Receiving a care package from home while living abroad is one of the best things ever. I am telling you – nothing beats a box of love and happiness sent from someone to remind you that a) they haven’t forgotten about you, and b) your home will always be your home, even if you never live there again.
(Because choices, amiright?)
The holidays and birthdays are especially important times to consider sending a care package to someone living abroad. But if I’m being really honest, receiving one randomly (especially if it’s a surprise) is possibly even better.
A box of small to medium sizeB – a shoe box is always a great place to start, but you can go bigger depending what you need to fit in there)
Brown packing paperB to cover the box before sending
Tissue or wrapping paper (if you’re feeling fancy) – you can either wrap some of the items so it feels like a fun gift to the receiver, or line the inside of the box with nice paper to make it look extra special.
Because otherwise it’s just a pretty, empty box, and I don’t claim to know your relationships, but guys, that just seems weird…
We connect with food as part of our home and memories in such a visceral way, that it really is the most important part of any good care package (in my humble opinion).
I always request ketchup chips, peanut butter cups, dried and unsweetened fruit, and anything dill pickle flavour. These are a few of my favourite things.
But obviously you’ll need to consider what your person loves and can’t find in their current country. Sour patch kids? Baked potato flavour chips? Jerky? Pistachios? Whatever it is, I guarantee they’ll be stoked to munch on their fave snacks while contemplating and rummaging through all of the other wonderful things you’ve sent them. Or like, watching tv. I don’t know their lives!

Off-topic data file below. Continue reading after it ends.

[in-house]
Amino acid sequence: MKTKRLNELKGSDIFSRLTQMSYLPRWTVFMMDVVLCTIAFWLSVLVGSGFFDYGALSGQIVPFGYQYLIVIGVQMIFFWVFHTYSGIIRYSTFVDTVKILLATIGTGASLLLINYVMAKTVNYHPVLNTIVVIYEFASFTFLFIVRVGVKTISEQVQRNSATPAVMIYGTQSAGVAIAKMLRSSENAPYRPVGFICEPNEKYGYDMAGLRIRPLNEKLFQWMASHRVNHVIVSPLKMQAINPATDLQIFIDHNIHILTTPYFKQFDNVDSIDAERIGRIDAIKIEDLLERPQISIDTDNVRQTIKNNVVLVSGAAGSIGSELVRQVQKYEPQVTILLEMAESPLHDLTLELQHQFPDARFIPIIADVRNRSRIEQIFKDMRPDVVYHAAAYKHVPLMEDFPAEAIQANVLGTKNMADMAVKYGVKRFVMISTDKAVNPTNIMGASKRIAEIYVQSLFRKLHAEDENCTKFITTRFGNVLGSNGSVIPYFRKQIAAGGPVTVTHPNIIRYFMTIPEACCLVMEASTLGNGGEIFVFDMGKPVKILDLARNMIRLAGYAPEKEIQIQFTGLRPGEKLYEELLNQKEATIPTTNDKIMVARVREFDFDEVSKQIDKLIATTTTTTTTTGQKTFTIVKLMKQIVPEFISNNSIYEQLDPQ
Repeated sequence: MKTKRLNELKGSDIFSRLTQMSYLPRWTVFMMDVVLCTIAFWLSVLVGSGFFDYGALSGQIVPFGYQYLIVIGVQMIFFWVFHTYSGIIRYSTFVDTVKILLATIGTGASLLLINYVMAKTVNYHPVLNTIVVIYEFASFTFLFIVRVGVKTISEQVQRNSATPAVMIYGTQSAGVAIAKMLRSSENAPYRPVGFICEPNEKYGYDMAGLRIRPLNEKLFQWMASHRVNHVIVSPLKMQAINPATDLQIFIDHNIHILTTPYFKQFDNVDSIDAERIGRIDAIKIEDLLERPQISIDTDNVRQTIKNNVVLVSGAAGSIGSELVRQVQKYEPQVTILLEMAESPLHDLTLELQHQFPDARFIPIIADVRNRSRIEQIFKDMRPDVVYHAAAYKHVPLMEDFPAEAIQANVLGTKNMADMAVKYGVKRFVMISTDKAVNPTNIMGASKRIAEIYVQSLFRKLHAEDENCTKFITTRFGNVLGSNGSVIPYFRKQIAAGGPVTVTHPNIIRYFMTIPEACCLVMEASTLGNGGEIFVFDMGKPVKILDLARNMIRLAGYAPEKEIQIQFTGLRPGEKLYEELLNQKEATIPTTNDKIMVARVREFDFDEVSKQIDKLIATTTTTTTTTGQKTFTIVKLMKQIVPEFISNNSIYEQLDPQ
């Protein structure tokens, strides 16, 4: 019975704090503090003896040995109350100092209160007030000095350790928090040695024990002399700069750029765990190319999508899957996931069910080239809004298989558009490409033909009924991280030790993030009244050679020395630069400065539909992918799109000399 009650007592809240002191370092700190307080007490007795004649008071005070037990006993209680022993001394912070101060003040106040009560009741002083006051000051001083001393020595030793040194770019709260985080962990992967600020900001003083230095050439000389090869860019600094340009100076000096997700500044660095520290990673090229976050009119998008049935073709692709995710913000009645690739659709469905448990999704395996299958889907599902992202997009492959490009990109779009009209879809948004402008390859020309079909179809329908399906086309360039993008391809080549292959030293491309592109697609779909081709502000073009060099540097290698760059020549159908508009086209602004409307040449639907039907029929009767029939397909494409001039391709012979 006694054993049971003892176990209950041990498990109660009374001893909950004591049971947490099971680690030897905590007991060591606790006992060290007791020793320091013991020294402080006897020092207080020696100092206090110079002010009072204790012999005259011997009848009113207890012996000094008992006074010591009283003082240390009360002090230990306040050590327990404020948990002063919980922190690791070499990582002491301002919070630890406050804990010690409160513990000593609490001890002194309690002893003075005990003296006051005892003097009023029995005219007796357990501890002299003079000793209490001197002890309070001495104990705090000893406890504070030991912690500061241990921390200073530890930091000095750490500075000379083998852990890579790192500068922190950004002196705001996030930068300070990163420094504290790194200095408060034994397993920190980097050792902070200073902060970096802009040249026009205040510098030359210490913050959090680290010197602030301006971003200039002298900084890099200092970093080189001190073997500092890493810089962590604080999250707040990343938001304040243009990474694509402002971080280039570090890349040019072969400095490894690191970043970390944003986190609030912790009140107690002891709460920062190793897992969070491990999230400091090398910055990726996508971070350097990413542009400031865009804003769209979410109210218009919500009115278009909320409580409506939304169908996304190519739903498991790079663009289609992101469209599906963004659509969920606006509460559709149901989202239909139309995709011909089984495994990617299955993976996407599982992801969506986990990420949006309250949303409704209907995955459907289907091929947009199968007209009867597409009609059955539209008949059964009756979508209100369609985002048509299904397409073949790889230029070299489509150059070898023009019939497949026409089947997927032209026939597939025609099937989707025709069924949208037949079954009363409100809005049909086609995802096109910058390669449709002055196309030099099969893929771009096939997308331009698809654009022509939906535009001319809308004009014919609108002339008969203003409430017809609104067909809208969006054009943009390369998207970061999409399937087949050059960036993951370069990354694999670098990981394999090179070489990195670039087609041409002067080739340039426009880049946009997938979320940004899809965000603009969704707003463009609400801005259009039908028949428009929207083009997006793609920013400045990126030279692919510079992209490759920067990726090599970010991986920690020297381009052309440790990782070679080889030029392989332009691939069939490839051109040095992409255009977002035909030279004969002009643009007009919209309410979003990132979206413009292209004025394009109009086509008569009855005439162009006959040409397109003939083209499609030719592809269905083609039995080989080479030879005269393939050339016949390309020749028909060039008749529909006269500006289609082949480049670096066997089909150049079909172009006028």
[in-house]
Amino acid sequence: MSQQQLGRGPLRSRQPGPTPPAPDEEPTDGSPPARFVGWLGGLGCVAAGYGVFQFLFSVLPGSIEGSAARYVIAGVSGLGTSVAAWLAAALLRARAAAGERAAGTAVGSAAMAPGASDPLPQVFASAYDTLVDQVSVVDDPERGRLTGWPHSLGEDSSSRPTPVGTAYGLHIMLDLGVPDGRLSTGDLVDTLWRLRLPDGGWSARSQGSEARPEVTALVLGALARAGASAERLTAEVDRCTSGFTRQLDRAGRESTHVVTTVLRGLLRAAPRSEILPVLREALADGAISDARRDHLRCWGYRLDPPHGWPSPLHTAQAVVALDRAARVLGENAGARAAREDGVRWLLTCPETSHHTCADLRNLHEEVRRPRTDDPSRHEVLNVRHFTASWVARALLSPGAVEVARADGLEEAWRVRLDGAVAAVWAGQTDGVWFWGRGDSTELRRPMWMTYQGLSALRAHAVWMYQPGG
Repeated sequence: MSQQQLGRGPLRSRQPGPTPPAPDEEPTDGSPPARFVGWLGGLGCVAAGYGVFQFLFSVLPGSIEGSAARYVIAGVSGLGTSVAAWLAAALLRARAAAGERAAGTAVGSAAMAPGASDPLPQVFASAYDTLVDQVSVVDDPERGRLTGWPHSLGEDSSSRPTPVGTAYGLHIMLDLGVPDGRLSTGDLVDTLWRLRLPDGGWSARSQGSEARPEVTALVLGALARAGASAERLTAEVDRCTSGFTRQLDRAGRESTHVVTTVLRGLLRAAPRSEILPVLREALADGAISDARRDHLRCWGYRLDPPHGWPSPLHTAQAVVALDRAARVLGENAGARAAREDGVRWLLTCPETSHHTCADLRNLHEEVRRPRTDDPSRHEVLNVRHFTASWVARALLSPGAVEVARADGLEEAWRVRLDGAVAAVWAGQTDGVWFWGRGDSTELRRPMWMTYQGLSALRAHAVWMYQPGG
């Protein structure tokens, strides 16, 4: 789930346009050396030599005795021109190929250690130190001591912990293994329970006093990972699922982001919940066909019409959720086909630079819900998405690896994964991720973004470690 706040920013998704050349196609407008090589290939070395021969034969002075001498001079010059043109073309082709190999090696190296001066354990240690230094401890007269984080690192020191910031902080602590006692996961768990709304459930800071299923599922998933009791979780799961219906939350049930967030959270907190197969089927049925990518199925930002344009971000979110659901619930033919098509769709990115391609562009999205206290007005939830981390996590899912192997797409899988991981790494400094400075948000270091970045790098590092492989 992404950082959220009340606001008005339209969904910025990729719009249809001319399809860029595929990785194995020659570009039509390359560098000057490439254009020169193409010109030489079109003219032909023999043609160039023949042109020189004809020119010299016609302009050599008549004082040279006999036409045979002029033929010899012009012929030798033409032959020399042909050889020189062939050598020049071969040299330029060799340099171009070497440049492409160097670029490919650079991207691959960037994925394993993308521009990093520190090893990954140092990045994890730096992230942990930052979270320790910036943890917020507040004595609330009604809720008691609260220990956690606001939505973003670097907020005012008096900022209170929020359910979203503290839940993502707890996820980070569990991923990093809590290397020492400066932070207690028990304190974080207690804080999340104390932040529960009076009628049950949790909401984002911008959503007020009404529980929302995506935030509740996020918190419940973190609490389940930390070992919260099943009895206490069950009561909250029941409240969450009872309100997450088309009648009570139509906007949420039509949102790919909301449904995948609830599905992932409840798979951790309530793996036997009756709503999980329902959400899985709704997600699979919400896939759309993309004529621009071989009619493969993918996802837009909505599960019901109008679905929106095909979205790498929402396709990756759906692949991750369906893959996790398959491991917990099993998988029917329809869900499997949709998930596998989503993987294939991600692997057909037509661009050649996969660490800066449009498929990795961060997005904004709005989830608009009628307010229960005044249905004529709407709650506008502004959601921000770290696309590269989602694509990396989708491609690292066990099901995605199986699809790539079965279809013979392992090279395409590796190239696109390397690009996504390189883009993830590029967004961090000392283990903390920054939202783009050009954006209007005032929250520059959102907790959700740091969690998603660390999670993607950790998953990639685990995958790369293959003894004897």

Hint: Many home-baked goods will travel just fine, if wrapped in plastic and a sealed bag, then tucked into a harder case like a plastic container.
Living abroad can be tough sometimes. You might have the perfect skin care routine down at home and then you arrive somewhere new, search high and low, and realize you can’t find your preferred products anywhere.
Try to consider what your person has mentioned (or maybe flat out requested). I’ve asked for my fave face lotions, under-eye concealer, my fave cooking spice (dill, which like, does not exist in MANY parts of the world, apparently!), bras, and vegan protein powder.
If your special person is living in a country that does not share their native language, you must include reading material. It doesn’t have to be a book (though who doesn’t love a new book?) but a book about their current country written in the language of their home country is sure to be a hit.
Also consider a magazineB – they don’t cost a lot and don’t take up much space. If you know s/he loves sports, style, feminism, travel (duh!), extreme adventure, or really anything at all, you’ll definitely find a magazine that they’ll be able to enjoy.
And what if they are in a same-language country? Send a local newspaper – it will make them smile to get a piece of home and help them feel a little more connected to the people they’ve had to leave behind.
Something obvious and fun and even tacky from your home country.